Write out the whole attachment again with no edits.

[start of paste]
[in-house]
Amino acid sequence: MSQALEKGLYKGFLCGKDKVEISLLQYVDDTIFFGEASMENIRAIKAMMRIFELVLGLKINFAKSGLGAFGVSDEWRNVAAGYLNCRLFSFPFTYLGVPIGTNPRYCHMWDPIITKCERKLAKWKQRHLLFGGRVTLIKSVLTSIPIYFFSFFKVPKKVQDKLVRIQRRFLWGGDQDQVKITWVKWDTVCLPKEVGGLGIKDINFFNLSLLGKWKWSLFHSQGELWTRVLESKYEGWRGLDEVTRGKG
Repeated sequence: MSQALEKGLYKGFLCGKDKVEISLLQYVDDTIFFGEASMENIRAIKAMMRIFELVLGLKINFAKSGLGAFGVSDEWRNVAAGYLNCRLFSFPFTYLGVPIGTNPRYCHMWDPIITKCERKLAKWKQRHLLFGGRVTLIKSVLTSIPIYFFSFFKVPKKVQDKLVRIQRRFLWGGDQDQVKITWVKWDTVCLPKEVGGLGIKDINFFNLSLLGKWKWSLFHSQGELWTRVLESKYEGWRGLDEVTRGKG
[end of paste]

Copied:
[in-house]
Amino acid sequence: MSQALEKGLYKGFLCGKDKVEISLLQYVDDTIFFGEASMENIRAIKAMMRIFELVLGLKINFAKSGLGAFGVSDEWRNVAAGYLNCRLFSFPFTYLGVPIGTNPRYCHMWDPIITKCERKLAKWKQRHLLFGGRVTLIKSVLTSIPIYFFSFFKVPKKVQDKLVRIQRRFLWGGDQDQVKITWVKWDTVCLPKEVGGLGIKDINFFNLSLLGKWKWSLFHSQGELWTRVLESKYEGWRGLDEVTRGKG
Repeated sequence: MSQALEKGLYKGFLCGKDKVEISLLQYVDDTIFFGEASMENIRAIKAMMRIFELVLGLKINFAKSGLGAFGVSDEWRNVAAGYLNCRLFSFPFTYLGVPIGTNPRYCHMWDPIITKCERKLAKWKQRHLLFGGRVTLIKSVLTSIPIYFFSFFKVPKKVQDKLVRIQRRFLWGGDQDQVKITWVKWDTVCLPKEVGGLGIKDINFFNLSLLGKWKWSLFHSQGELWTRVLESKYEGWRGLDEVTRGKG